Organics

There is a wide variety of techniques and methods for organics.  Depending on DQO, area of interest, whether conditions, process conditions that emit, and the target compounds(s) themselves all dictate the sensibility of one sample collection technique over another.

Discreet Samples

 A first screen technique we like to recommend is grab or integrated canister sampling.  This is a cost- effective first step that provides valuable information if done correctly.  When we say done correctly, we are not saying it’s difficult, it’s not, it’s very easy, you just must be systematic in the approach.  The good news is we can provide the training. We have placed sampling procedures in the “Industrial Hygiene” tab on the right side of the page. We use Restek or Silco passivated 6L steel canister equipped with a flow controller or use the Andersen controller shown below.  Canisters are not all equal, although they look the same on the outside, their passivation coating is what makes the big difference in their performance.   The flow controller can be set for specific periods of time for sampling events and that is determined at the sample planning stage. 

  

 

 Figure – 6L Canister sampling controllerCan_Cleaner_1.jpg
   

 

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Figure – 6L canister with sampling flow controller (left) passivated collection tubes (right)

                                            

Real-Time Monitoring

Single point measurement       

The use of optical techniques to identify and quantify atmospheric pollutants have been the subject of great interest within a variety of industries. The ability to analyze ambient air in a continuous, real-time manner is an appealing factor in DQO, large areas of interest, changing weather conditions that impact target compounds, process conditions that are changing, batch or continuous, and the target compounds(s) themselves. This technique has increasing acceptance of spectroscopic methods by both state and federal regulatory agencies and in some cases, it’s the only way. Sensitivities for ambient-level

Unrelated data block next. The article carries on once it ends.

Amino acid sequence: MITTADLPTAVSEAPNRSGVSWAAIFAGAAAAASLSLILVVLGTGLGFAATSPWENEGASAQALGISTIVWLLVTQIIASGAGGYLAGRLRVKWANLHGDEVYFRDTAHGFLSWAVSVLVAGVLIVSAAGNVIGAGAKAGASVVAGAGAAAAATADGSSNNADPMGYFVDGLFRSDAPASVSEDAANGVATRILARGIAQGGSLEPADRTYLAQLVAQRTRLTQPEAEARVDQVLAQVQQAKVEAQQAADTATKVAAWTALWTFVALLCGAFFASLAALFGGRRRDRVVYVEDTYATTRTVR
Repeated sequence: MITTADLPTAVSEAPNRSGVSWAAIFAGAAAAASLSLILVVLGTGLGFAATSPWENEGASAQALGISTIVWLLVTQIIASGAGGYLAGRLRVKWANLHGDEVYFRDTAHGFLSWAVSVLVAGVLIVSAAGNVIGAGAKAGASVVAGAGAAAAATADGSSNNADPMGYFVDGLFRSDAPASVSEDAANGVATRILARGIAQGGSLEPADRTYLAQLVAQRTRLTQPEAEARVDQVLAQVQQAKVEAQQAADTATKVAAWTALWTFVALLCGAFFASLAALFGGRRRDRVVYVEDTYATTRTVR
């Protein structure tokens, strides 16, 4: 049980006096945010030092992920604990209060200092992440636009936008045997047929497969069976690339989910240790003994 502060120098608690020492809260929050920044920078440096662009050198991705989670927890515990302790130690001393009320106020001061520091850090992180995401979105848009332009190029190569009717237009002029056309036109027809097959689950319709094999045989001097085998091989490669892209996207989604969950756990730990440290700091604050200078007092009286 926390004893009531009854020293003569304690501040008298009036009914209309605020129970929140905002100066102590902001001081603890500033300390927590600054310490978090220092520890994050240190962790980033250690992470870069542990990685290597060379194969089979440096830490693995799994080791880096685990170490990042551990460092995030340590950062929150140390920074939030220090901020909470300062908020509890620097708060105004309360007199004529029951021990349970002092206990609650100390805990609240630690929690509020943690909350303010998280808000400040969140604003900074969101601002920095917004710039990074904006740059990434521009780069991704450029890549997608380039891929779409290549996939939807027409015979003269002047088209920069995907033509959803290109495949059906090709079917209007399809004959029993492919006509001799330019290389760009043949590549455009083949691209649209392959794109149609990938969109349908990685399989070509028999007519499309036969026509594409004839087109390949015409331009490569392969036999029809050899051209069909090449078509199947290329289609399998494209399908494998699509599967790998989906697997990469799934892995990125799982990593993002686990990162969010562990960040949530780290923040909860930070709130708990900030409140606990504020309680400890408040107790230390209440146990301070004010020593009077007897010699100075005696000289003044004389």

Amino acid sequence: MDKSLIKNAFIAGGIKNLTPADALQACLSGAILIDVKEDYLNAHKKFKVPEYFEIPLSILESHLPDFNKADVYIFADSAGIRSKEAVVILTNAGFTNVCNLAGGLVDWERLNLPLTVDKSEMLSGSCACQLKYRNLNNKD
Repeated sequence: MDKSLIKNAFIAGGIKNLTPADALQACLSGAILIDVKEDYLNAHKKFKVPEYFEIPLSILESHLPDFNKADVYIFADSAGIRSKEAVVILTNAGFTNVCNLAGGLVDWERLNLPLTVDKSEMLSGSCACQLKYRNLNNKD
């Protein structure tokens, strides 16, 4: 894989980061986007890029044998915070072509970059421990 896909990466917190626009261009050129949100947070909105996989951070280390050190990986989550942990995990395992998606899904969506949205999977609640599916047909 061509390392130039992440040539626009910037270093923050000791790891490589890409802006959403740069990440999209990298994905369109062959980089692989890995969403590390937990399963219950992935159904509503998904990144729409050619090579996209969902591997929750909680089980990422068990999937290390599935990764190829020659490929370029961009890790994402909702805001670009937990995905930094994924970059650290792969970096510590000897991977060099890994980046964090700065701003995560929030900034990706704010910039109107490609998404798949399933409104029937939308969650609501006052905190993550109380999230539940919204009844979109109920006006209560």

(typically, in the single-digit ppb range, or sometimes lower) detection of common hazardous air pollutants (HAPs) can be achieved.  Compounds such as formaldehyde, HCl, HF and NH3 or criteria pollutants, including CH4, CO, SOx or NOx compounds, are common in many laser-based techniques. There are several approaches our expert can discuss with you in regard to a cost-effective project to obtain the data quality objectives and your needs.

 

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Open Path averages over set distance

Open Path FTIR is the same principle detection as we use in extractive FTIR, the exception is mirror array placement and optical path length.  It’s not uncommon to achieve 850 meters of path, up and back, with the systems we use.  Unlike LIDAR, which can measure one chemical or the presence of chemicals containing a common chemical bond at specific distances along the line of site, FTIR provides averages over set distances. Tunable diode lasers have similar detection limits as FTIR but are restricted to detecting chemicals that respond to the small frequency range in which they operate.  This is a good choice when dealing with large areas of potential release, ponds, vehicle spills, train derailments, fenceline studies etc.

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1560 W. Bay Area Blvd. #200, Friendswood, TX 77546
Office 1-(844)3-GOLDENFax 281.984.7137